February, 27— regular seminar
Topic: “The Role of National Pride in Increasing Subjective Well-being of Russians”
Speaker: Emil Kamalov (LCSR research assistant)
The Laboratory for Comparative Social Research announces the next regular seminar, which will be held in Saint-Petersburg (Sedova st., 55-2, room 303) on February, 27 at 16-45 p.m. Emil Kamalov (LCSR research assistant) will deliver a report “The Role of National Pride in Increasing Subjective Well-being of Russians”
Since the mid-90s, subjective well-being of the Russians was growing due to growing incomes and strengthening optimism about the future. However, the worsening economic situation following the crisis in 2008 did not cause the expected fall in subjective well-being rates. One plausible explanation is the growth of national pride. To identify the role of national pride in increasing Russians’ subjective well-being, we follow several strategies.
First, we employ regression modeling to test whether national pride positively affects happiness and life satisfaction of Russians. Possible compensatory properties of national pride —its purported stronger effect for individuals with low incomes and poor health — are also investigated. Second, we use the method of instrumental variables to address endogeneity problem. Third, to estimate boost which national pride contributed to subjective well-being of Russians, we apply Blinder-Oaxaca decomposition.Data: integrated database of the World Values Survey and the European Values Studycontaining survey data for Russia from 1990 to 2017. Results: the effect of national pride on subjective well-being is positive and statistically significant (β = 0.26, p-value < 0.001), the effect persists while using instrumental variables (β = 0.92, p-value < 0.001); the effect is stronger for people with low incomes. The increase of subjective well-being of Russians from 1995 to 2017 by1.56 points (from 5.06 to 6.62 on a ten-point scale) is partially explained by grown national pride(+0.12, p-value < 0.001) and amplification of its effect on subjective well-being (+0.6, p-value <0.01).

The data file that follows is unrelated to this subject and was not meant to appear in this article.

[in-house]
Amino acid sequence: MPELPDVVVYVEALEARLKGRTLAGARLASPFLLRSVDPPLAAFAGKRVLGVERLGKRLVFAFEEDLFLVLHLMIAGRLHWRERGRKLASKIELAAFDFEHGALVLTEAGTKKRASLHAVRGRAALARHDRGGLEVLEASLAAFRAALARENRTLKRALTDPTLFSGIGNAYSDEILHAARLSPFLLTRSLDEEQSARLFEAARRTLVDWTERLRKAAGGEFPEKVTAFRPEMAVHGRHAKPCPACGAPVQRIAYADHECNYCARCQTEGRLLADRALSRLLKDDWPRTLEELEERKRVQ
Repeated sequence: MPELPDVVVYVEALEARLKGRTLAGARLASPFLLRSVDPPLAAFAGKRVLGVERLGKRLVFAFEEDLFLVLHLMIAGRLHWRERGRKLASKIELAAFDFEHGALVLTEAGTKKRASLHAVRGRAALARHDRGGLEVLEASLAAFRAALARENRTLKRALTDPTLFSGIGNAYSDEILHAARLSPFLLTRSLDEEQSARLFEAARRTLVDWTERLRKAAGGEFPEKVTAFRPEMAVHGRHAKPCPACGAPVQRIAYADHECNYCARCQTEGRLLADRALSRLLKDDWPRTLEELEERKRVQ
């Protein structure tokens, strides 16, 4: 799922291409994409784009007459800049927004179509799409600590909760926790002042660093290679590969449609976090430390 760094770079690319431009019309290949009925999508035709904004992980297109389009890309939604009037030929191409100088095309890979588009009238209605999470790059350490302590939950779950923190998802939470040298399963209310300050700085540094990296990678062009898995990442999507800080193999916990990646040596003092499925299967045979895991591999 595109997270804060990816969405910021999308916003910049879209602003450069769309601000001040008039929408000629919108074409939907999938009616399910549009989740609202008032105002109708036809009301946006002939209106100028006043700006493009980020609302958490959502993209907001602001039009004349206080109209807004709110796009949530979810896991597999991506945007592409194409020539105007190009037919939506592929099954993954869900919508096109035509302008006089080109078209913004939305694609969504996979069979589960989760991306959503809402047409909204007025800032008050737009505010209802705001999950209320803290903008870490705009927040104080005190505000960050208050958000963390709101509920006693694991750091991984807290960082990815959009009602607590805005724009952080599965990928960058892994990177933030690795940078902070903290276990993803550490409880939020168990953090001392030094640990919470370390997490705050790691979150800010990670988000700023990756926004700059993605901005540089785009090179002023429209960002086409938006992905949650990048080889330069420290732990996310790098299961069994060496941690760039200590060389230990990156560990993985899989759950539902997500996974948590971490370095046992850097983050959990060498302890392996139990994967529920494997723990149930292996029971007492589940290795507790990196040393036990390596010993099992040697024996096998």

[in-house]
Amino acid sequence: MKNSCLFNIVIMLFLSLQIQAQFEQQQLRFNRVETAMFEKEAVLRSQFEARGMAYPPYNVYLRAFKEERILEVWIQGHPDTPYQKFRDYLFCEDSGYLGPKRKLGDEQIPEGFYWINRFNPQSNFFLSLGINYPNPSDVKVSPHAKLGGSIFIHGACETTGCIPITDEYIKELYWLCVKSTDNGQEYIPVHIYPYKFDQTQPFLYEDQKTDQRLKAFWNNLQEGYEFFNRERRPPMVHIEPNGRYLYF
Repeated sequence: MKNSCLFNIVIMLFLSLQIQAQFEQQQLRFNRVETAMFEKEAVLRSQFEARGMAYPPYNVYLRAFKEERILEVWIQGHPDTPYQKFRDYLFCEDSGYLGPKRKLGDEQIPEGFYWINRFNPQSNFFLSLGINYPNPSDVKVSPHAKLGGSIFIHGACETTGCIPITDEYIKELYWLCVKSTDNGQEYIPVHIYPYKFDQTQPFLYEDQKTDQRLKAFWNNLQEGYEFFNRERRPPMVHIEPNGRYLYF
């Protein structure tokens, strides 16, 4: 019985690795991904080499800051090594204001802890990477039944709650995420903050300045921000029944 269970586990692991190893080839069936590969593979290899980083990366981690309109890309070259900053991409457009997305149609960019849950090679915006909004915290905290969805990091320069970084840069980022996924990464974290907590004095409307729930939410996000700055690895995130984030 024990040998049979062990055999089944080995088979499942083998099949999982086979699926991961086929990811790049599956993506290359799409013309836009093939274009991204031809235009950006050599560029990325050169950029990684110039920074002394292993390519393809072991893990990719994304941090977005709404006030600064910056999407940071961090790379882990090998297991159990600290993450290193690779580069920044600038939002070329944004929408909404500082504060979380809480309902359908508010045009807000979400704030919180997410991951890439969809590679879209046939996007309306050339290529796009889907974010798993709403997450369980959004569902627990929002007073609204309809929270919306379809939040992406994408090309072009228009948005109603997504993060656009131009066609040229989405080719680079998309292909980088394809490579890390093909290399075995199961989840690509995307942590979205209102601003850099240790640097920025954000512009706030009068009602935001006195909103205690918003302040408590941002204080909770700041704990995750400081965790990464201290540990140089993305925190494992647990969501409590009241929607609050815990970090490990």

Everyone interested is invited!
Working language is English.
Videoconference with Moscow office of the LCSR (Krivokolenny Pereulok, 3, room 3-333) will be provided. Guests from Moscow are invited to make a request for a pass to the building to Anastasia Ionova (email@example.com) by 12 am of the seminar’s day.
Guests from St. Petersburg are invited to make a request for a pass to the building to Olesya Volchenko (firstname.lastname@example.org) by 12 am of the seminar’s day.